community dynamics by sending toxins into the CMN. Black Walnuts will use these networks to release toxins into the soil, for example. Those that are immune to the toxins thrive,
while others struggle or die off. And harmful worms, parasitic plants, and fungi can find their way to the plants they target
by following chemical trails emitted by the mycorrhizae underground. It’s amazing to think that this chemical
information superhighway was right below our noses for eons and yet
we had no clue. But now that we can finally plug in, it might
just help us connect with the planet’s flora in much more constructive
ways. Knowledge of this interconnectivity is helping
improve our relationship to plants, including things like forest conservation
and agriculture. For example, preserving the highly connected
mother trees from deforestation ensures mycorrhizal fungal diversity, and helps forest regrowth happen more quickly. And farming in soil with a CMN means plants
can warn each other of invading pests, which may reduce the need
for pesticides. Like with the human internet, the internet
of the earth increases security, awareness, and knowledge for those connected
to it—including us. Thanks for watching this episode of SciShow! If you liked learning about plant symbiotic
relationships, you might like our episode on how plants recruit
bodyguards.

100 Comments found

User

jelaninoel

She reminds me of Hob Goblin from Spiderman

Reply
User

UFBMusic

It sounds like the electric grid, with trees dumping power when they overproduce

Reply
User

ImaginaryMdA

Can we please accelerate the evolution of this information highway, to the point of sentient trees? 😀

Reply
User

Bloodcyclon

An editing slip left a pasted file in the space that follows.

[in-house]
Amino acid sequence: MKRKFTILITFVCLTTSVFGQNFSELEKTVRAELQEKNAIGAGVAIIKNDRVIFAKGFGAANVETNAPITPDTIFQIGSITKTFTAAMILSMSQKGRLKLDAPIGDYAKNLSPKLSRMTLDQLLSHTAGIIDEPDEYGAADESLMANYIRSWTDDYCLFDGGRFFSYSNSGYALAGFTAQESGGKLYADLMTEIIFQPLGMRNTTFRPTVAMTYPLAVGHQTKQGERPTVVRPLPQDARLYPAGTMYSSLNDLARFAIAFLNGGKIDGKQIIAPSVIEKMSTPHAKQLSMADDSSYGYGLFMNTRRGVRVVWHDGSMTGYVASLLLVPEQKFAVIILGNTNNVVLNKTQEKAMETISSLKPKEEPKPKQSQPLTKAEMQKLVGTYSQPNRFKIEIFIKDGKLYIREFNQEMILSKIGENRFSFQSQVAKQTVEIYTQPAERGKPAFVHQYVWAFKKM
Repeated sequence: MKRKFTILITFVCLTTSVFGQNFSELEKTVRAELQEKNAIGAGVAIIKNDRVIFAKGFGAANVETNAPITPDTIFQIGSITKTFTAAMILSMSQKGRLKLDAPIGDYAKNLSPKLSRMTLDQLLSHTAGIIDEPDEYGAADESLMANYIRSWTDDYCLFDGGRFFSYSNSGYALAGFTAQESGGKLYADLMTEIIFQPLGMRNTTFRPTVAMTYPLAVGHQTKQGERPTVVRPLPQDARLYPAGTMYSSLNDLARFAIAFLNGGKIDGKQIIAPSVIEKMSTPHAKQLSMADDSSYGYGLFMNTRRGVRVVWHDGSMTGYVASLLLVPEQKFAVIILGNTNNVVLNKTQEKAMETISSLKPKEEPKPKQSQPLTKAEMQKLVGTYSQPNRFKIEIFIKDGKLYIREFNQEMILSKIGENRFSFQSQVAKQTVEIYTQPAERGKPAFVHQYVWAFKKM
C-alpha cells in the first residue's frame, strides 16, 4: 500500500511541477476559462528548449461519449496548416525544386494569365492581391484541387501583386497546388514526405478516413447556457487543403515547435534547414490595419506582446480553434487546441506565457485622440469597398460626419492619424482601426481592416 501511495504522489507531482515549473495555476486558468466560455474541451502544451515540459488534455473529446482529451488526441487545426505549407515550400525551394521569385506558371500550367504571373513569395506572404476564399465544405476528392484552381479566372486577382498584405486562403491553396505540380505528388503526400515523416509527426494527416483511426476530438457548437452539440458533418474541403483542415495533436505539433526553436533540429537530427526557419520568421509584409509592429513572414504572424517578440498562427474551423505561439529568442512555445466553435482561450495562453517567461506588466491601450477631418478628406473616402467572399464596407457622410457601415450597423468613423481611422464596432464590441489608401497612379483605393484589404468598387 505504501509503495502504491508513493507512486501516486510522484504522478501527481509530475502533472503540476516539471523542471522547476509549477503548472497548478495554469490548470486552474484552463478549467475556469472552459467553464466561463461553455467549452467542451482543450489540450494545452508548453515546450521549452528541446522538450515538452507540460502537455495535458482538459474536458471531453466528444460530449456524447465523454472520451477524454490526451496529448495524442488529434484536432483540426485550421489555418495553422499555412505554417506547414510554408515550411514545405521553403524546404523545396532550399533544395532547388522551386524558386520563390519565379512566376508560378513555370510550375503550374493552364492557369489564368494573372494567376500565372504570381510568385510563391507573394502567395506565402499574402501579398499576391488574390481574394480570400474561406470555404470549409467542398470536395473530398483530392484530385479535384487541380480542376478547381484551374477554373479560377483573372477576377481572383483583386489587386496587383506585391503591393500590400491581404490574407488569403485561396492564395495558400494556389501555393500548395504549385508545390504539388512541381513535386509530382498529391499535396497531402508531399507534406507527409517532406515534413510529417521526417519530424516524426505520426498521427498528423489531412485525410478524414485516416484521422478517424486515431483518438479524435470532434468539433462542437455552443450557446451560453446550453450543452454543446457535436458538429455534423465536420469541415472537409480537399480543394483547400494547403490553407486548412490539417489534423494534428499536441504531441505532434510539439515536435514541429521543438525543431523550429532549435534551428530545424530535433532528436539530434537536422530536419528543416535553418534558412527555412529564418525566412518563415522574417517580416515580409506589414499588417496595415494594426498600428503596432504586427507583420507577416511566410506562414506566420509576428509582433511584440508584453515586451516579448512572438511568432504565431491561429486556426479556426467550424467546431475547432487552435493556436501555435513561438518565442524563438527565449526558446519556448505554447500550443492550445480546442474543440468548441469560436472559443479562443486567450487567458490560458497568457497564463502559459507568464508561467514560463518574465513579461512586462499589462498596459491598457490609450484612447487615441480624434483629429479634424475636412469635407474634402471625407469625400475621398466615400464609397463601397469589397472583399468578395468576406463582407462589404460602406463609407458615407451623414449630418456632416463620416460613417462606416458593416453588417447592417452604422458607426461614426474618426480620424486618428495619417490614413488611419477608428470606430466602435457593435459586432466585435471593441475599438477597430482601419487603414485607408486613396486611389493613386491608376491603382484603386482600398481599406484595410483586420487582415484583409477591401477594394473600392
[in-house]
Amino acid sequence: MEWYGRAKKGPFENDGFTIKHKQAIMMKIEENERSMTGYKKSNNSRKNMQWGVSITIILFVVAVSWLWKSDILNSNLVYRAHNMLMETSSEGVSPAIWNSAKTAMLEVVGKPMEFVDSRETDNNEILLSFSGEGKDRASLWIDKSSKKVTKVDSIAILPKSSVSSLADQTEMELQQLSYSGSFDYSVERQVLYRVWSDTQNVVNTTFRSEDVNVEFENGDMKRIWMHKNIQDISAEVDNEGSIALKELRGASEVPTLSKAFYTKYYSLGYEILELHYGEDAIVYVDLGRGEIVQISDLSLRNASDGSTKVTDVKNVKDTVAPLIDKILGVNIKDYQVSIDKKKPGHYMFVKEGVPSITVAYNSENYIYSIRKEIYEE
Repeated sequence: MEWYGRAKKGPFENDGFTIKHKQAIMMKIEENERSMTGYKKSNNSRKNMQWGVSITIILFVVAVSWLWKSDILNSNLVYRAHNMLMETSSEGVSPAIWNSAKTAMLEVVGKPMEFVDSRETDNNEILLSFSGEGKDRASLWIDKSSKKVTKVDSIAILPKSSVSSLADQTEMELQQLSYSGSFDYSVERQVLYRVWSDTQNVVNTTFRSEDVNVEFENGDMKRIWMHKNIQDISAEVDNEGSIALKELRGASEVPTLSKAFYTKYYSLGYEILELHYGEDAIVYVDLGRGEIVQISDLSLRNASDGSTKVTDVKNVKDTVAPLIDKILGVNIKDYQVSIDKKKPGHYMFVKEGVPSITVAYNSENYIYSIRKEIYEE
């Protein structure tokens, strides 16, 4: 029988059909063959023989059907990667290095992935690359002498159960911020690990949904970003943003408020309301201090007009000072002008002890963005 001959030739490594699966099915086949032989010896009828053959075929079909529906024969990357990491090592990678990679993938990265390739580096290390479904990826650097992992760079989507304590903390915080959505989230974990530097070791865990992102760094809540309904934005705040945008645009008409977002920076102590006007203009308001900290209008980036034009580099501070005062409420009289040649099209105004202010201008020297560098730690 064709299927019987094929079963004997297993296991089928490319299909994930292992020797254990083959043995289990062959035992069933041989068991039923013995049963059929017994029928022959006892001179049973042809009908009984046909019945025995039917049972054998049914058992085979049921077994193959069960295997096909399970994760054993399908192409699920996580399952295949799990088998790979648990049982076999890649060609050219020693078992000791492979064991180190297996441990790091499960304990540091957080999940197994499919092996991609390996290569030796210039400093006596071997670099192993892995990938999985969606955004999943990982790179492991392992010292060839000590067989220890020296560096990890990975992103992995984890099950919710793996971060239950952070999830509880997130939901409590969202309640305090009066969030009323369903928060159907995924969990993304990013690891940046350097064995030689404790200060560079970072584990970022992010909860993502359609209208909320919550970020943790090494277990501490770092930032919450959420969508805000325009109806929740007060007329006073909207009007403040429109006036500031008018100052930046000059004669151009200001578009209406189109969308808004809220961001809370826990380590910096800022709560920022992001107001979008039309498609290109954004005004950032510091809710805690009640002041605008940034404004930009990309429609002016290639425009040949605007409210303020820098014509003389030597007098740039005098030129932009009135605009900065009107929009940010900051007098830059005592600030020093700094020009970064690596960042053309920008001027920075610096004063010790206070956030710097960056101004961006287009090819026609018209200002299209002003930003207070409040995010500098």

Who said "Avatar"?

Reply
User

sogerc1

0:06 What do you mean invisible?! If I look out my window on the pole I can see the fiber optic cable that brings the internet to the people in the street, it's neatly labeled by my ISP.

Reply
User

Jim Ramirez

Do insects tap into this network? I've always had a feeling mosquitoes were a forrest's army…

Reply
User

Kristi Marie

Ohhhh, so that's how the U.S.S. Discovery travels so fast. Sounds dumb when I say it out loud.

Reply
User

Ginny Jolly

Mycorrhizae can also police their network. There are mycelia that form nooses from specific cells, and these nooses have their mechanisms to trap and squeeze nematodes.

Reply
User

Thomas Tew

2018: I bet there will be flying cars in the future
2069: I can now talk to plants

Reply
User

Arick Hauschild

Somebody's getting their SAT scores canceled lol

Reply
User

MultiMaikimaik

once we master that, we have officially passed the margin to be called GODS, right?

Reply
User

Zhu Bajie

Sounds like Avatar.

Reply
User

Bleed The Machines

your uptalk is abhorrant ma'am.

Reply
User

BiggsN15

Amazing. I watch and thoroughly enjoy all your channels and content with my Fiance and kids. We learn amazing things every day. We watch the videos, then discuss them as we eat dinner. So we want thank you guys for creating such interesting programmes. Keep up the good work guys 👍

Reply
User

PBNkapamilya

[insert CMN fake news media joke here]

Reply
User

Fraser Henderson

I think our pre-civilization ancestors, living in the forests and plains, probably understood there was a connection between plants and trees in a local area. Tree worship may be partly a result of close observation of natural processes.

Reply
User

freeman account

Severs are invisible? Must make it difficult for the admins..

Reply
User

tawon1984

So Avatar's Tree was spot on 👍

Reply
User

Mikes Science

How does a plant know if it’s helping it’s kin?

Reply
User

time

This is so badass. Ive been getting sick of the internet, maybe ill take a break and surf the plant web! Ha!

Reply
User

Chandler Russell

The internet is the greatest achievement of humanity. Change my mind.

Reply
User

Federico Jimbo Smithson

Avatar film anyone?

Reply
User

Moses Jonson

Bruh what happened to Hank and Justin man🤔

Reply
User

Dillon Vaughan

Why do dogs howl when they hear sirens?

Reply
User

Erick Eggert

Am I the only one who thought of the movie Avatar?

Reply
User

Nmethyltransferase

What the hell have you people been smoking out there?

Reply
User

Daniel Stevens

It's amazing how all a plant needs is a bit of water and sunlight to produce food. There ain't many species capable of doing that.

Reply
User

ziqi92

Plants know that resource redistribution is essential for a healthy ecosystem. Wish humans did the same.